At the start of another year, another quarter or even another week can often mean a new commitment.
A new month, another resolution: whether it be Steptember, Droptober, Movember, FebFast, Sober October, etc.
We all like a fresh start; a new beginning. Whatever happened in the past is past. A new month equals a new start.
This is, of course, particularly prevalent when January 1st comes around. The legendary new year’s resolution is a global tradition.
The ‘healthy lifestyle’ resolution
And particularly common is the health and fitness resolution – I’m gonna get fitter, stronger, leaner, better, smarter, hotter…I’m gonna lose that belly fat, that extra inch around the midriff, I’m going to fit back into those awesome jeans…
It feels good to think this way. It feels like we don’t need to explain anything to anyone. It’s a new start and that means new positive changes.
This passion typically lasts for 2-3 weeks. In some cases it may go on for few more weeks. But eventually – in most cases – the goals are never reached!
In a briefing organised by the Australian Science Media Centre, Dr Anthony Grant – Head of Coaching Psychology Unit at University of Sydney – stated that up to 88% resolutions fail due to lack of planning and readiness for long-term change. *
There is a very simple logic behind this. We often only think about our goals in the last days of the year.
Many of us only consider making a new year’s resolution on the New Year’s Eve. Such decisions are fuelled on emotions and impulse. Very little or no consideration is given to what changes are required to achieve a goal. They are designed to be a quick fix.
So how do we set about making lifestyle changes stick?
Making your lifestyle changes stick
This is the number one factor that will let you down if you are not ready.
It is about foreseeing the impact on our own lifestyle; impact on family and friends; and then planning the action items accordingly. If you are not ready to bring the changes required to your current lifestyle in order to see your goal to completion then don’t start.
It could turn out to be a big waste of energy, time and money. Plus, you may never try again, believing that ‘I’ve already done it and it does not work‘.
Plan your goal in such a way that it becomes clear what lifestyle changes you need to adopt.
Commit the time to make it a habit
It is a well known fact that on an average it takes at least 21 days to form a habit.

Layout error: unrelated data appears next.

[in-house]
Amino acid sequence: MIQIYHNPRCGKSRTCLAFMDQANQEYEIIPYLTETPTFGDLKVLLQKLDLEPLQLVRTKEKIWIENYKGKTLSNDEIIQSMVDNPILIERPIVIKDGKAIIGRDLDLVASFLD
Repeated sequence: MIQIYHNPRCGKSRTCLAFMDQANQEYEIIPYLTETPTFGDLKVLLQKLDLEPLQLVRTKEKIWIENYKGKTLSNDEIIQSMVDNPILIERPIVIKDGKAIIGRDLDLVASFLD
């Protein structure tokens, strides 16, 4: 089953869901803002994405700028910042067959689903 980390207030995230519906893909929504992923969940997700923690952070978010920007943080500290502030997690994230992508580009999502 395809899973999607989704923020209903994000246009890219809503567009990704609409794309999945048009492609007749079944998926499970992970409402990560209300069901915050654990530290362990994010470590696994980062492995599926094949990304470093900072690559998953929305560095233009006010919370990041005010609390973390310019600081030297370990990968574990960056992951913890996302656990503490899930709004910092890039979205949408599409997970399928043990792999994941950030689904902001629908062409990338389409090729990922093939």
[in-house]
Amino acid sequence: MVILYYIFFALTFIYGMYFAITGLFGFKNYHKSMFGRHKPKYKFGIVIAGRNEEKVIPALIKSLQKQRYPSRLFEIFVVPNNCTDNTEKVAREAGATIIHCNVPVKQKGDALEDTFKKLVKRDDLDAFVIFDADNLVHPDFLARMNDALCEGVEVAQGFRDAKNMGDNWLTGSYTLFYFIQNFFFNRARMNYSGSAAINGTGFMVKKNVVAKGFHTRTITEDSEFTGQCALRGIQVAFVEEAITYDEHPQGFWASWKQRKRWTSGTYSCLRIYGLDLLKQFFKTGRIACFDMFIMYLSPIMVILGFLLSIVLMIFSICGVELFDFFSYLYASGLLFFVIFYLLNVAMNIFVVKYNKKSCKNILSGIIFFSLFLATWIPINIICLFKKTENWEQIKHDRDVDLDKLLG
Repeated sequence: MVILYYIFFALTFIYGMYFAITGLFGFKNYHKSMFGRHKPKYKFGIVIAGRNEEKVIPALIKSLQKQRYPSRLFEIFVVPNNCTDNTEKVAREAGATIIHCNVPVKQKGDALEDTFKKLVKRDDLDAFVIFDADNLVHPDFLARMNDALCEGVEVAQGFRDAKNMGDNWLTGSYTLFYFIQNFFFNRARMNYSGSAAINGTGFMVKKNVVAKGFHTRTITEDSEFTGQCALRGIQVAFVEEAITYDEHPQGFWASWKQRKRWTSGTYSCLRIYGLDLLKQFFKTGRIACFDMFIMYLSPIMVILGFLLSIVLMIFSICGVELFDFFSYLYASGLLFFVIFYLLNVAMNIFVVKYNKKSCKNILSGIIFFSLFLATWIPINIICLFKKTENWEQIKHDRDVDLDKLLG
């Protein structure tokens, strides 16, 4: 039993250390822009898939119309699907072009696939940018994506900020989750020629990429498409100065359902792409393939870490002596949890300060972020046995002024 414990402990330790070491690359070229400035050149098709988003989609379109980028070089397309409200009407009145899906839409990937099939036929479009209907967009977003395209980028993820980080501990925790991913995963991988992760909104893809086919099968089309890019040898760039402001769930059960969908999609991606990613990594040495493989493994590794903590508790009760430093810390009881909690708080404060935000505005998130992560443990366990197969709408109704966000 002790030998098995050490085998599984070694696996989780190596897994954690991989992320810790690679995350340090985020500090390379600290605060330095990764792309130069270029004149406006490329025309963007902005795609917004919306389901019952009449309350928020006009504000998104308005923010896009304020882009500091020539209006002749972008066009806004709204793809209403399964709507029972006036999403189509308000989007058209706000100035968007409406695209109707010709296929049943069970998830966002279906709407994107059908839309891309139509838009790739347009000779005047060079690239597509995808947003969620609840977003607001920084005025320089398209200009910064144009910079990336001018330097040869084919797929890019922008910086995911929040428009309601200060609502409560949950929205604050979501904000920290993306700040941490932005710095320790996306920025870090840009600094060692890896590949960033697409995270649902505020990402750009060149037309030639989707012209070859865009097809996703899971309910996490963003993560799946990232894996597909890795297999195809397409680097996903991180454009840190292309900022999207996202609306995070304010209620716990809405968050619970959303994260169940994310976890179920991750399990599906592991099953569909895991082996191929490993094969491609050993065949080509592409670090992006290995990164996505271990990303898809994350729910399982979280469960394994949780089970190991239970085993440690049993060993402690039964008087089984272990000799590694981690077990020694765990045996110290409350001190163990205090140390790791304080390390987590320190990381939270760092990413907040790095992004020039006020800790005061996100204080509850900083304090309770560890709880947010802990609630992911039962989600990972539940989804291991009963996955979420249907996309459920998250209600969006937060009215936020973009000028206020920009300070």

That means repeating something everyday for 21 days at the same time and in the same way.
This repetition sends a strong signal to our unconscious mind. All habits are ultimately governed by our unconscious mind.
When we consciously repeat something enough times then that’s a signal for the unconscious mind to take over and free our conscious mind for other tasks.
Achieving a goal is merely a “side-effect” of adopting your new lifestyle.
Remember this – when you achieve your goal you have already become next better version of your self. Your goal didn’t make you better. You became better first and that led you to your goal.
Adopt the lifestyle of the kind of person you want to become
You are much more likely to achieve your goals when you can adopt the lifestyle of the type of person you aspire to be. This type of actualisation can be very successful if you can stick to a commitment lasting three months or so.
There are a huge number of self-help courses and self-improvement books that can help you through the steps of visualisation, goal-setting and action plans required to change your lifestyle.
Typically they will help you to:
- Understand your core values
- Set SMART (Specific Measurable Achievable Realistic Time-bound) goals that meet your values
- Create strategies for your goals
- Create action plan for 90 Days with milestones
- Track progress every month by analysing the results
- Update action plans according to the progress and challenges faced
- Provide coaching to address any limiting beliefs that may block you from progressing
- Celebrate the achievement of your goals
* Since the original writing of this article, we have been very sorry to hear of the untimely death of Professor Anthony Grant in February 2020. Professor Grant was an influential and much respected figure in coaching and psychology academia.